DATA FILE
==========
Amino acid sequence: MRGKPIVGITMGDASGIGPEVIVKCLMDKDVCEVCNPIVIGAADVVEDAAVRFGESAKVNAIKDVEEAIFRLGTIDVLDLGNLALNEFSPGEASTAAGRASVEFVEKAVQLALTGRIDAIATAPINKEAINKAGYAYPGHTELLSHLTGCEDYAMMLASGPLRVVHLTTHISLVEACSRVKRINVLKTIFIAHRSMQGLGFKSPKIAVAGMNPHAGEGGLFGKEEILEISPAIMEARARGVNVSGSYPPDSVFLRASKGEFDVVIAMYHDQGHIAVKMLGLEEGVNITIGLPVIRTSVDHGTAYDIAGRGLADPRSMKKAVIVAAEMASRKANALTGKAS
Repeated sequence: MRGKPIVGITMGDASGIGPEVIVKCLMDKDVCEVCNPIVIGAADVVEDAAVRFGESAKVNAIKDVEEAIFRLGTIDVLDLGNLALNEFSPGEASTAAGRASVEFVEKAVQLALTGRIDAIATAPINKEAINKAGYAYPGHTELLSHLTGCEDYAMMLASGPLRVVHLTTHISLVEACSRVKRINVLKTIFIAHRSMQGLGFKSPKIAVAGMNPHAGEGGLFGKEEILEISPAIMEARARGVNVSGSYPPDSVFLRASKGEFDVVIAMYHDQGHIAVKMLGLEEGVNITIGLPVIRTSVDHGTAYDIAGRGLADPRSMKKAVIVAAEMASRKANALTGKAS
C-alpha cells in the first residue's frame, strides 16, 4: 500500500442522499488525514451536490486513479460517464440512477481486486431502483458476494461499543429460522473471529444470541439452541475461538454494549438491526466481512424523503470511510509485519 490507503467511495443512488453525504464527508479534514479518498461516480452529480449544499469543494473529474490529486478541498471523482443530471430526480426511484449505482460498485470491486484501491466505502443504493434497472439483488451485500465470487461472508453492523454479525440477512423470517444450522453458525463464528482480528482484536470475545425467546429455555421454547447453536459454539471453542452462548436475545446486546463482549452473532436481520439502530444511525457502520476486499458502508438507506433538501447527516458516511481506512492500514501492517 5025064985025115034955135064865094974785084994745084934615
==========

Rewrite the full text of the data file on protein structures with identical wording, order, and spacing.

Amino acid sequence: MRGKPIVGITMGDASGIGPEVIVKCLMDKDVCEVCNPIVIGAADVVEDAAVRFGESAKVNAIKDVEEAIFRLGTIDVLDLGNLALNEFSPGEASTAAGRASVEFVEKAVQLALTGRIDAIATAPINKEAINKAGYAYPGHTELLSHLTGCEDYAMMLASGPLRVVHLTTHISLVEACSRVKRINVLKTIFIAHRSMQGLGFKSPKIAVAGMNPHAGEGGLFGKEEILEISPAIMEARARGVNVSGSYPPDSVFLRASKGEFDVVIAMYHDQGHIAVKMLGLEEGVNITIGLPVIRTSVDHGTAYDIAGRGLADPRSMKKAVIVAAEMASRKANALTGKAS
Repeated sequence: MRGKPIVGITMGDASGIGPEVIVKCLMDKDVCEVCNPIVIGAADVVEDAAVRFGESAKVNAIKDVEEAIFRLGTIDVLDLGNLALNEFSPGEASTAAGRASVEFVEKAVQLALTGRIDAIATAPINKEAINKAGYAYPGHTELLSHLTGCEDYAMMLASGPLRVVHLTTHISLVEACSRVKRINVLKTIFIAHRSMQGLGFKSPKIAVAGMNPHAGEGGLFGKEEILEISPAIMEARARGVNVSGSYPPDSVFLRASKGEFDVVIAMYHDQGHIAVKMLGLEEGVNITIGLPVIRTSVDHGTAYDIAGRGLADPRSMKKAVIVAAEMASRKANALTGKAS
C-alpha cells in the first residue's frame, strides 16, 4: 500500500442522499488525514451536490486513479460517464440512477481486486431502483458476494461499543429460522473471529444470541439452541475461538454494549438491526466481512424523503470511510509485519 490507503467511495443512488453525504464527508479534514479518498461516480452529480449544499469543494473529474490529486478541498471523482443530471430526480426511484449505482460498485470491486484501491466505502443504493434497472439483488451485500465470487461472508453492523454479525440477512423470517444450522453458525463464528482480528482484536470475545425467546429455555421454547447453536459454539471453542452462548436475545446486546463482549452473532436481520439502530444511525457502520476486499458502508438507506433538501447527516458516511481506512492500514501492517 5025064985025115034955135064865094974785084994745084934615